Copyright Mike Hopkins 2015

Poem a Day 2015 #9 – The Bicycle Mechanic of Vedado

Poem number 9 for April 2015. I’ve picked up a quarter written poem about cycling in Cuba about ten years ago. On arriving in Havana, I discovered that my bike had been damaged in transit, and a couple of critical pieces of it were missing viz. the bolts that hold the handlebars and the derailleur in place. I nearly went straight back home. You just can’t get bicycle spares in Cuba. But I found a man who was an amateur bicycle mechanic, and he was my saviour.

The Bicycle Mechanic of Vedado

On the first floor

of a Havana tenement

 

Juan Perez ushers me (and my bike)

into his kitchen

 

displays his workbench

which is his kitchen table

 

his rusting, reclaimed tools

alongside his cutlery

 

his jars of screws and washers

amongst salsa and sauce bottles

 

His fat fingers retrieve

just the right screw

to secure my handlebars

 

he improvises

an arrangement of nuts and bolts

to hold my derailleur in place

 

I ask “How much do I owe you?”

he says “Whatever you like”

 

Minutes later I’m on the Calle ¹

riding into a fifties film set


¹ Street
 

Copyright Mike Hopkins 2015

Cuba Journal – Fouché in La Palma

foucheTuesday 14th June 2005 I don’t trust this town, perhaps because I am exhausted, and exhaustion makes me feel vulnerable. The people seem sly, unlike most Cubans I have met so far. They take less care of their dress than other Cubans. They know their town is a passing-through-place between Havana and Vinales. They mentally weigh the wallets of in-transit tourists, grieve the convertible pesos passing by on each bus, car, taxi and even bicycle. My bicycle leans against a wall under a verandah. I sit, propped against my bicycle, my stomach cramped, my legs weak. My exhaustion brought on by a 45 kms unintended detour on a rough and windy road. I am back in La Palma which I thought I had left behind me 3 hours ago. I flag down a taxi, a huge, ancient American limo. He says it will cost CUC$20 to Vinales. I don’t like him and I don’t like the fare. Despite my exhaustion, I say “no thanks”. Out of the resentful crowd a well dressed man appears: tweed jacket, tie, clean cut, mid-thirties.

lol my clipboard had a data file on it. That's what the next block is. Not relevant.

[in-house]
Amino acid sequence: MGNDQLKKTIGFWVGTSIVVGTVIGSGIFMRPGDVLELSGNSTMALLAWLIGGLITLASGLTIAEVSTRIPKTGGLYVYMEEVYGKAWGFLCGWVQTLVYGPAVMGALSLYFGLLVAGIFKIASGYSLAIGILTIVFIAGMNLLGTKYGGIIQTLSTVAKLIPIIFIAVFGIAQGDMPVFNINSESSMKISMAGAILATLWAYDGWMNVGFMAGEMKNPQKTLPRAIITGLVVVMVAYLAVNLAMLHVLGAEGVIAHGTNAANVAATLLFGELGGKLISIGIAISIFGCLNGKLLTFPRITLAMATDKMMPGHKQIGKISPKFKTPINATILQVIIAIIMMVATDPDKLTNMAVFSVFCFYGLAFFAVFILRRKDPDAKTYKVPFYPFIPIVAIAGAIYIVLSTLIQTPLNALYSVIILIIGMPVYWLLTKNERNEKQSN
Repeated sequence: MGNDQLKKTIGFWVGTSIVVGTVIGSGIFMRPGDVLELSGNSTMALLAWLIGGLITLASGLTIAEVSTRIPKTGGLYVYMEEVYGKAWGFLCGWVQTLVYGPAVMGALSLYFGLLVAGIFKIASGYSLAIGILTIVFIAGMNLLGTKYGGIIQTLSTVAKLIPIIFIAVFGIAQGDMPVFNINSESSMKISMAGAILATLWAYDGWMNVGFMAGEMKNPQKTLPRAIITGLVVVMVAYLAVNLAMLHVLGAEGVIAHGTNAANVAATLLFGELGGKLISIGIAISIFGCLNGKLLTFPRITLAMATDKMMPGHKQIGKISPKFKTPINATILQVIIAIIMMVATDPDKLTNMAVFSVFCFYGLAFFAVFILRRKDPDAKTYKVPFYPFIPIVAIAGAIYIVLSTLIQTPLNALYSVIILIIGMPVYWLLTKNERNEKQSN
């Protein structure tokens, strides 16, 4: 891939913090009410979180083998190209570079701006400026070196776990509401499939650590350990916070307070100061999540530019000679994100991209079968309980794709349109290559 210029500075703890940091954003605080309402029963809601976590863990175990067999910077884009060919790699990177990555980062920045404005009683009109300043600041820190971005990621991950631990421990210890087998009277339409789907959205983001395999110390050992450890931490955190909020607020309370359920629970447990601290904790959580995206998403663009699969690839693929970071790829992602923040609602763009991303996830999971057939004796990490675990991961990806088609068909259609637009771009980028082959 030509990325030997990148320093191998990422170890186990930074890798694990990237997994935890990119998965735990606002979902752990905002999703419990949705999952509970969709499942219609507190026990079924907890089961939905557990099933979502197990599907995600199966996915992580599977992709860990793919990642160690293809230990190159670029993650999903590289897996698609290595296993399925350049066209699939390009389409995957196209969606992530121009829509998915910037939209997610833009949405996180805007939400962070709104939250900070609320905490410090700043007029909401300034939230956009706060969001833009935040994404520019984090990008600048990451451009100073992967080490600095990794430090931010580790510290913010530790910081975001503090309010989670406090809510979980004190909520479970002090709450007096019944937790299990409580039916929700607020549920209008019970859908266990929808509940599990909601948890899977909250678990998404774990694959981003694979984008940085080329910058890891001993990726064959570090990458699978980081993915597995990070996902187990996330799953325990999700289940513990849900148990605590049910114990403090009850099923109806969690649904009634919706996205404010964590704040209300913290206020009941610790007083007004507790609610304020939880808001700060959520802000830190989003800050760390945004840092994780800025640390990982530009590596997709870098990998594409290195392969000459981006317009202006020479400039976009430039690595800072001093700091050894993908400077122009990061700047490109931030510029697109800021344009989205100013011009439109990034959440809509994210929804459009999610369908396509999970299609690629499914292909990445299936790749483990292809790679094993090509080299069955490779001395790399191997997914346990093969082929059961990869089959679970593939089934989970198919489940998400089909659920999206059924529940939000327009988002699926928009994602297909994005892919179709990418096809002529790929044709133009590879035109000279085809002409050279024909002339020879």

He could be a Spanish teacher in an Adelaide high school. He sees my distress, offers to help me find a lift to Vinales, negotiates with a taxi driver to pick me up when he has finished his current fare. It will cost 10 CUC$.